Brazil's courage

Print edition : August 13, 2004

FOR countries in Asia that are at a critical point in their efforts to curb the spread of HIV/AIDS, Brazil, Uganda, Senegal, Botswana and Cuba offer valuable lessons.

A decade ago, the World Bank warned Brazil to be prepared to deal with over a million AIDS cases by the turn of the century. No such epidemic broke out. Then the United States threatened to drag Brazil to the World Trade Organisation for the "breach" of the Trade-related Intellectual Property Rights (TRIPS) agreement. Ignoring such threats and warnings and taking international support to avail itself of cheaper, generic drugs, the country made AIDS drugs accessible to all.

But the suffering continues. It has lost 100,000 people to the deadly virus. Poverty, unemployment and violence prevailed and the public health system is starved of funds. More than 100,000 HIV-positive people are receiving drugs, but another half a million infected are not benefiting from government programmes.

The struggle against HIV/AIDS, however, continues. Brazil decided to invest in drug therapies in a big way, so that the people get what they need, including support and clinical treatment. The free distribution of anti-retroviral (ARV) drugs to 110,000 registered HIV patients in 2001 by the Health Ministry went a long way in treating patients. It also encouraged more people to go in for tests, which helped in curbing the spread of the disease. Treatment has been followed by prevention strategies, with equal concern and respect for human rights issues.

It was a crucial and courageous decision of the government to start producing the AIDS drugs in 1996, before it signed the TRIPS agreement. Surprisingly the prices of the drugs dropped by 80 per cent. It was a win-win situation, and the patients/public health systems could afford it.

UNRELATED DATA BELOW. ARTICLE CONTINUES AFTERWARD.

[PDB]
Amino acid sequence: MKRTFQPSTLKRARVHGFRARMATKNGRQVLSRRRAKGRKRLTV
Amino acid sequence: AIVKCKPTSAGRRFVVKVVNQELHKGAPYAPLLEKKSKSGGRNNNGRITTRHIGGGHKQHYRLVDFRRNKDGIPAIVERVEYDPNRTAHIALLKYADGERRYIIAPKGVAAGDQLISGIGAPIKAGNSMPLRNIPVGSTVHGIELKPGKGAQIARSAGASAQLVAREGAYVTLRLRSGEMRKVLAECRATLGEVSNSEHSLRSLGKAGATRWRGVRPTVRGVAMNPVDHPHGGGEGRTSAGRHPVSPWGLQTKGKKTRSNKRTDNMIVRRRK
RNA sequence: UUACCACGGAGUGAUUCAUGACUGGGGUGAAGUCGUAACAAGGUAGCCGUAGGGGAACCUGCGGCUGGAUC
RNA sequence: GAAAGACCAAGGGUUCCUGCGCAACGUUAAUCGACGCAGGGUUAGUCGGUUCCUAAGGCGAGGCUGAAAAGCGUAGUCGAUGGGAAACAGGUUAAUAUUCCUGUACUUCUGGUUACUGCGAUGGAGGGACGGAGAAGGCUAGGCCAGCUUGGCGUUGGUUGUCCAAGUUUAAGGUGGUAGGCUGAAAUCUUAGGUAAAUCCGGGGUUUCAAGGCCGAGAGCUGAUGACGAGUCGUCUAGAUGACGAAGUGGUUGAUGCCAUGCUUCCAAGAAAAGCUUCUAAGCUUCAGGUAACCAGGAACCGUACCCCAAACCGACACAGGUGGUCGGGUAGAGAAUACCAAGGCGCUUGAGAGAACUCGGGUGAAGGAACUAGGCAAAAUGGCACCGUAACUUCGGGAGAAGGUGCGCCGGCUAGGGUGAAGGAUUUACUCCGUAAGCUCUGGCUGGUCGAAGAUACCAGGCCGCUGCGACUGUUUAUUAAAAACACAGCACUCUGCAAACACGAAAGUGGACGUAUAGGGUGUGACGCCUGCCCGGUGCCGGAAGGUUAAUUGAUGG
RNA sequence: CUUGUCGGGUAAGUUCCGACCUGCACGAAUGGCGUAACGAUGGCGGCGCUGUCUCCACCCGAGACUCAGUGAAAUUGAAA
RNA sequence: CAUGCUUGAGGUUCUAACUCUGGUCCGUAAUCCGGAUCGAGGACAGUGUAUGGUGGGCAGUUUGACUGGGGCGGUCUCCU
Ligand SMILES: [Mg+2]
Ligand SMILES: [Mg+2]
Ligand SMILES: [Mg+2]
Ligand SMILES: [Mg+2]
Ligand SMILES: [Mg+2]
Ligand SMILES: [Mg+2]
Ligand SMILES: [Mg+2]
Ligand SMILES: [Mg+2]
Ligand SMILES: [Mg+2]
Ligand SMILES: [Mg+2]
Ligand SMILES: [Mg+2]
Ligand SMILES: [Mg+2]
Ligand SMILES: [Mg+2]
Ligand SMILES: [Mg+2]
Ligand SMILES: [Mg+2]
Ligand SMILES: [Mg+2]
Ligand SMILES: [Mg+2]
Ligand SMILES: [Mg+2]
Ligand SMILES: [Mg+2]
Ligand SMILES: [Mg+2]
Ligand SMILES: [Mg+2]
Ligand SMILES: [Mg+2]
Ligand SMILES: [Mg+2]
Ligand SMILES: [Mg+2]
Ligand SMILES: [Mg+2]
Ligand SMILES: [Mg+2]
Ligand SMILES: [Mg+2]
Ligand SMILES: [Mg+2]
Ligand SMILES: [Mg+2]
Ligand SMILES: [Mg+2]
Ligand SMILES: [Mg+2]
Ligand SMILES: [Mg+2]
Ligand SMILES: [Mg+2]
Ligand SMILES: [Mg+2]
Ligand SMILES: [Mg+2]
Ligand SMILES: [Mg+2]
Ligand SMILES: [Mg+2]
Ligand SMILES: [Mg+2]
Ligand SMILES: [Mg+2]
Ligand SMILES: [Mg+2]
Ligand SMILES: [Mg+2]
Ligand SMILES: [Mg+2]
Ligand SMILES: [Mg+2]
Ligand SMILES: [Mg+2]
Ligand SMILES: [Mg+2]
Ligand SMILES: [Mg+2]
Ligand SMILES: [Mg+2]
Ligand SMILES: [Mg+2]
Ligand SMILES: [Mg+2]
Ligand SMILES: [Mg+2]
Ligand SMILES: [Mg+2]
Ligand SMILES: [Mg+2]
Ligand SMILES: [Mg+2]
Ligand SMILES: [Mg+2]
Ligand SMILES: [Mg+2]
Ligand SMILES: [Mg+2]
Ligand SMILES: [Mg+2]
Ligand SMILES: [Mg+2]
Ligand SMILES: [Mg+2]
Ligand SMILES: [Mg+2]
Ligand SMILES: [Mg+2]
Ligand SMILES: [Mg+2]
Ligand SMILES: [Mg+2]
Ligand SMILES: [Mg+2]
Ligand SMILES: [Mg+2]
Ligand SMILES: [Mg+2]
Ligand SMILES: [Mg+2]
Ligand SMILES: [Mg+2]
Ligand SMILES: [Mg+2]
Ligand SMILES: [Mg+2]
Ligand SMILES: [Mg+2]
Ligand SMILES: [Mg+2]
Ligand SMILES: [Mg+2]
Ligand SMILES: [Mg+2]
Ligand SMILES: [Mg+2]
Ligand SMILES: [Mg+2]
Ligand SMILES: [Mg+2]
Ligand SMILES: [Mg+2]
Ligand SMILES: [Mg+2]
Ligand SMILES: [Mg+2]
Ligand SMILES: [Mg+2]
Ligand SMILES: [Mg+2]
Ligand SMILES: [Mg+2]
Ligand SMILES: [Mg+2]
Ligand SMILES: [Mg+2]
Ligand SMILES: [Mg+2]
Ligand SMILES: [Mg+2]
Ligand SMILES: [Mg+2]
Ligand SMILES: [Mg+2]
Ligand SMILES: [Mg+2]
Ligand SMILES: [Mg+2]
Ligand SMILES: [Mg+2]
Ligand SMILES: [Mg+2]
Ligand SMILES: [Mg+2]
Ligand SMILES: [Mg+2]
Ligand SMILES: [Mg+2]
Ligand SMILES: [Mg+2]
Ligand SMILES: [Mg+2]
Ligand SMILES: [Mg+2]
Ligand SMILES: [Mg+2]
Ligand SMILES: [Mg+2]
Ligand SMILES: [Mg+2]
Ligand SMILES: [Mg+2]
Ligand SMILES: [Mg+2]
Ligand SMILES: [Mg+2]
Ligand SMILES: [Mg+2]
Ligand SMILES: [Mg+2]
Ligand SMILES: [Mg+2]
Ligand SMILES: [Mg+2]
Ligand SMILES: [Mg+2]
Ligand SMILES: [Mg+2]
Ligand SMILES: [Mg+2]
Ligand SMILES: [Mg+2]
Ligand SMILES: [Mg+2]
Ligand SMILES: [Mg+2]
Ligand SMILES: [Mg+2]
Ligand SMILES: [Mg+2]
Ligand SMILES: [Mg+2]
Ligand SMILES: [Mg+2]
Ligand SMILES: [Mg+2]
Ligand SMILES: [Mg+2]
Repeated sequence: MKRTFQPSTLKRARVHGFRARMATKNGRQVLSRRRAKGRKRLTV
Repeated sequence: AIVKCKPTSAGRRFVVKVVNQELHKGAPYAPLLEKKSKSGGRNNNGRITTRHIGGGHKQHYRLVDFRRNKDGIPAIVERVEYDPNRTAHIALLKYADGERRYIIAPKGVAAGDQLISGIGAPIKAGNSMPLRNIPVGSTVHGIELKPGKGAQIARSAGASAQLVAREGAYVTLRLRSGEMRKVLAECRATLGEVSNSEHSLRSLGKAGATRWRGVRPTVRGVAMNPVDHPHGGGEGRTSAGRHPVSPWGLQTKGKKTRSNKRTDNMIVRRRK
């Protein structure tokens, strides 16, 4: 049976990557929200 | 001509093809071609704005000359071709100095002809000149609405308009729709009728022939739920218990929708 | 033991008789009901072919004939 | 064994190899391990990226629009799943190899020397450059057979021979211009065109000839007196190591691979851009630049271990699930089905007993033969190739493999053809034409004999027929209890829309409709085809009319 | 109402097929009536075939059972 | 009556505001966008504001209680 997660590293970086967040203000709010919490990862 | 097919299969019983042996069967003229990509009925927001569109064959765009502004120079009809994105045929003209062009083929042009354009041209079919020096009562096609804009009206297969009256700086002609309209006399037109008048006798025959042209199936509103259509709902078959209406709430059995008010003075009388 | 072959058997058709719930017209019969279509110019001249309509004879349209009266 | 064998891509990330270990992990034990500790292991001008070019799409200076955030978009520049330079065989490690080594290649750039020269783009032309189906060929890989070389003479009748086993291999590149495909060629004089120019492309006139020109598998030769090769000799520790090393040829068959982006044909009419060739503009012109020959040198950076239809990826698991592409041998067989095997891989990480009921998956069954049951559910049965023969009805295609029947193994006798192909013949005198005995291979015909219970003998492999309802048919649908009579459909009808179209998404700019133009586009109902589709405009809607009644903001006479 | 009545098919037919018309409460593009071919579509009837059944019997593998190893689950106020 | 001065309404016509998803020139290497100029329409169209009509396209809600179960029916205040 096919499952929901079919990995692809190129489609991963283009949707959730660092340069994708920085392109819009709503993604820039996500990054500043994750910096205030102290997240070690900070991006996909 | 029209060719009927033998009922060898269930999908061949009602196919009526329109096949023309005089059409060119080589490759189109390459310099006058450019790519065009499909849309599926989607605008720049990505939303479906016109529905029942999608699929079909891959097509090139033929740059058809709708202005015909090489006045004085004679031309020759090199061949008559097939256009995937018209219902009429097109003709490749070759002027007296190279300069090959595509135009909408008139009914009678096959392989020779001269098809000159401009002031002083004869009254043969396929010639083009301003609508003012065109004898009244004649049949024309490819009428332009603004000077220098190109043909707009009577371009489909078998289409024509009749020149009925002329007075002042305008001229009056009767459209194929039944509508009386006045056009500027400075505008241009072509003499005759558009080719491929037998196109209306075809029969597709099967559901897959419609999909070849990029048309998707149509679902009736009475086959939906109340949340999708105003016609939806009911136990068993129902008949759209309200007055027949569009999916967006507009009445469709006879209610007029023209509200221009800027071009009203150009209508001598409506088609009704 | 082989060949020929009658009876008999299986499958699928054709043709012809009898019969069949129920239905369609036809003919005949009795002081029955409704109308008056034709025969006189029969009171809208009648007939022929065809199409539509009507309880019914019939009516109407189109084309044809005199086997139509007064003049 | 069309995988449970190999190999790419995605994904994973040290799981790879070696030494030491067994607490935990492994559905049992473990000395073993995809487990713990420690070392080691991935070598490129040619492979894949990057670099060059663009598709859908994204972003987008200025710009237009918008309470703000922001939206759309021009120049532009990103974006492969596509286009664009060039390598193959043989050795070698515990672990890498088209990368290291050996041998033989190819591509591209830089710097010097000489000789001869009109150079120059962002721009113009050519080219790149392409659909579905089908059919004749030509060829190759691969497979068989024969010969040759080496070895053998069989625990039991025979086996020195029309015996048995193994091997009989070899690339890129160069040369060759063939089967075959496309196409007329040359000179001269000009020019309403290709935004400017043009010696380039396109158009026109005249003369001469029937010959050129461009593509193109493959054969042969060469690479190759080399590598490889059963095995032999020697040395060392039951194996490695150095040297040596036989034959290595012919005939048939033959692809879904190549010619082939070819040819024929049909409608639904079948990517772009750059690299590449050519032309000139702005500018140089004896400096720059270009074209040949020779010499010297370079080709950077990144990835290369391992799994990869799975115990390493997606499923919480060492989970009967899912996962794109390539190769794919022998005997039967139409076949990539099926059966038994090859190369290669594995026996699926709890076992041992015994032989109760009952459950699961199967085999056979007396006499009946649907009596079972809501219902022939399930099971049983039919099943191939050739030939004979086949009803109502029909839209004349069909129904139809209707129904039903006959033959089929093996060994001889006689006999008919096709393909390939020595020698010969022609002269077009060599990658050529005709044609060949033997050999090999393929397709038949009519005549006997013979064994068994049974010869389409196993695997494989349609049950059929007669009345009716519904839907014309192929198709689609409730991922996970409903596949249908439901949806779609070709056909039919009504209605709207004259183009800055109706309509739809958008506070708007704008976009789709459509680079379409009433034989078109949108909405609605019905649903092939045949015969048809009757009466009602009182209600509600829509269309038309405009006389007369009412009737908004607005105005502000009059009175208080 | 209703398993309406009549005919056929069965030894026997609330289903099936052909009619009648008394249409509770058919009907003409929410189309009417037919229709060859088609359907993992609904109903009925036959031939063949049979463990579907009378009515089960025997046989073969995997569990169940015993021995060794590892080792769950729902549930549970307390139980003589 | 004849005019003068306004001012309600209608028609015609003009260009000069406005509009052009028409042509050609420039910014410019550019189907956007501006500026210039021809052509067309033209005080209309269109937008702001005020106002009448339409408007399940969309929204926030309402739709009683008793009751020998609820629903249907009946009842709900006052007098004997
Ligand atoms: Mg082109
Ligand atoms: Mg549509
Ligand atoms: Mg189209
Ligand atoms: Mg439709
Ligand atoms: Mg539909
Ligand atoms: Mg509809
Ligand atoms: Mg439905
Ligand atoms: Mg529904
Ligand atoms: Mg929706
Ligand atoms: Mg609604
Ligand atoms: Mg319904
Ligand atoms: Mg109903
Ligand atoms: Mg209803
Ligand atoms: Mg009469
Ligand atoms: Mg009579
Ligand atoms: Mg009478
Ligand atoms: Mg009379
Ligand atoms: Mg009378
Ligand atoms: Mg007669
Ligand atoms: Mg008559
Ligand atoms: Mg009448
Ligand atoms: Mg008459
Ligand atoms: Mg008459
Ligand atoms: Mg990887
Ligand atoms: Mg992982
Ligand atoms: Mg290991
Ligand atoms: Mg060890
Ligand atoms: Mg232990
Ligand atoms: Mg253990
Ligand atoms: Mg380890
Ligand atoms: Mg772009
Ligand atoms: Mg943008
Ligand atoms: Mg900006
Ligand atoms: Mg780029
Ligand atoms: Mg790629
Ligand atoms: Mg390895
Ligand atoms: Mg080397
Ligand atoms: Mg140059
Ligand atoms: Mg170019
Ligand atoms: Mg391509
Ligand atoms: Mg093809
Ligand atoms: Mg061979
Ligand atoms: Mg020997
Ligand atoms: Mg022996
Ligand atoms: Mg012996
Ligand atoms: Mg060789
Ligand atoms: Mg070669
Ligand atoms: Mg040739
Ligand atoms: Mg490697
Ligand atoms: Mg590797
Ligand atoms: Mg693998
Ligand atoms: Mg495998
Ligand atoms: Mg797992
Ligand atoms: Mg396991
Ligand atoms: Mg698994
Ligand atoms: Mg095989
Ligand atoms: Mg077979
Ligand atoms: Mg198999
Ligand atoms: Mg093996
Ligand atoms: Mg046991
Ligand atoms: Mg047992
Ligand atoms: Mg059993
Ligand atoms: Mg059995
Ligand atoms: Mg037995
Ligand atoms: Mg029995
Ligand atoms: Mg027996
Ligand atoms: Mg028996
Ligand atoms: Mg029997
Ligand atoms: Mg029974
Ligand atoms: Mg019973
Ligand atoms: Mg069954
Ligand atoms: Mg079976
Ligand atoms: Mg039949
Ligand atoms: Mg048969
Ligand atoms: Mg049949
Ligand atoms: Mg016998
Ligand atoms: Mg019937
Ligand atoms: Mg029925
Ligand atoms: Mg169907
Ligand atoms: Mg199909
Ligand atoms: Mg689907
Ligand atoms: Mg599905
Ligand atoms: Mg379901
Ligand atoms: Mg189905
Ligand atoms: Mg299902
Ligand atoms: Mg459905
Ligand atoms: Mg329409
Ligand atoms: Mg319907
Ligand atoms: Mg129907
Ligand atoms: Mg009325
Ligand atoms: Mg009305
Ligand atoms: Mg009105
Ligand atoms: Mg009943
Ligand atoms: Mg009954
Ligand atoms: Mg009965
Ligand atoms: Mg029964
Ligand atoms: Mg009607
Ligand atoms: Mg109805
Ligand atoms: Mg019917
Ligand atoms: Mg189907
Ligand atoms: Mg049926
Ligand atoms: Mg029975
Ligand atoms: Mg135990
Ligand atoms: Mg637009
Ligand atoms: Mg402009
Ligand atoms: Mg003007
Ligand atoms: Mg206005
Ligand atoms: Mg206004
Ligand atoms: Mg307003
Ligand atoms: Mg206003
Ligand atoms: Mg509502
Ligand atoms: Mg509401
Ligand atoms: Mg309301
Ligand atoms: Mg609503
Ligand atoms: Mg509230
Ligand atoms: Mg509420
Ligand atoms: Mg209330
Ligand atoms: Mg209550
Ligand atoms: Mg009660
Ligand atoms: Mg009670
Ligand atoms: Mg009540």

The country could also avoid paying steep royalties to the companies when making generic copies.

There are several cost calculations in this: the Brazilian government saves $250 million a year by not paying for the high-priced, patent-protected imported drugs. The reduction in the incidence of AIDS-related diseases has helped it save $224 million a year.

The public sector drug laboratories and companies have a strong and determining presence in the production of AIDS-related drugs. They currently produce 8 of the 14 ingredients that make up the so-called AIDS cocktail. The government labaratory is diligently working to crack the secret of drugs like Efavirenz and Nelfinavir in order to threaten to break their patents. They negotiate with the suppliers for better prices, or produce the drugs locally. The government has also forged alliances with other progressive initiatives. It allied with the Medecins Sans Frontieres (Doctors without Frontiers) and entered into agreements with four African countries - Angola, Mozambique, Guinea Bissau and Sao Tome - for technical cooperation in producing AIDS drugs. Several other countries, such as Namibia, Zimbabwe, South Africa, Kenya, Nigeria and Botswana, are importing Brazil's AIDS drugs.

The infection rate remains at a low 0.6 per cent. When millions of suffering people across the South cannot afford to buy AIDS drugs, Brazil has tried to provide them free of cost to the needy people by manufacturing the drugs locally, by investing in public health systems and by mobilising the people.

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